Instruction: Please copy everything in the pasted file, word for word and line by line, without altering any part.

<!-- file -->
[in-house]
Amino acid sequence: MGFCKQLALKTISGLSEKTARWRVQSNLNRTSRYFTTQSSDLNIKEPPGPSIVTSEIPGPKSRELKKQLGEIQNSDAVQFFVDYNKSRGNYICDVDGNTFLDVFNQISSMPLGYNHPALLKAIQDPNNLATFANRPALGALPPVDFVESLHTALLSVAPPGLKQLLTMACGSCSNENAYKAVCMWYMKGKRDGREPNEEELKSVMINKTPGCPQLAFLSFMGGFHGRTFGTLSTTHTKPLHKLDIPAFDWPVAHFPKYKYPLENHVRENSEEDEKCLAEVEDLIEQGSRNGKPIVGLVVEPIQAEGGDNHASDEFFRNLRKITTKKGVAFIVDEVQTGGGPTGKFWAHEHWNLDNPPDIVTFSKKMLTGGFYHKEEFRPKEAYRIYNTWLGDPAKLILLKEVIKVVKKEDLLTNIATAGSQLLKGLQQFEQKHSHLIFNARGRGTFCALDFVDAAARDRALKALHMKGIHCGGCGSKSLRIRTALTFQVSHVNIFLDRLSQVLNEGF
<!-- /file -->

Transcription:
[in-house]
Amino acid sequence: MGFCKQLALKTISGLSEKTARWRVQSNLNRTSRYFTTQSSDLNIKEPPGPSIVTSEIPGPKSRELKKQLGEIQNSDAVQFFVDYNKSRGNYICDVDGNTFLDVFNQISSMPLGYNHPALLKAIQDPNNLATFANRPALGALPPVDFVESLHTALLSVAPPGLKQLLTMACGSCSNENAYKAVCMWYMKGKRDGREPNEEELKSVMINKTPGCPQLAFLSFMGGFHGRTFGTLSTTHTKPLHKLDIPAFDWPVAHFPKYKYPLENHVRENSEEDEKCLAEVEDLIEQGSRNGKPIVGLVVEPIQAEGGDNHASDEFFRNLRKITTKKGVAFIVDEVQTGGGPTGKFWAHEHWNLDNPPDIVTFSKKMLTGGFYHKEEFRPKEAYRIYNTWLGDPAKLILLKEVIKVVKKEDLLTNIATAGSQLLKGLQQFEQKHSHLIFNARGRGTFCALDFVDAAARDRALKALHMKGIHCGGCGSKSLRIRTALTFQVSHVNIFLDRLSQVLNEGF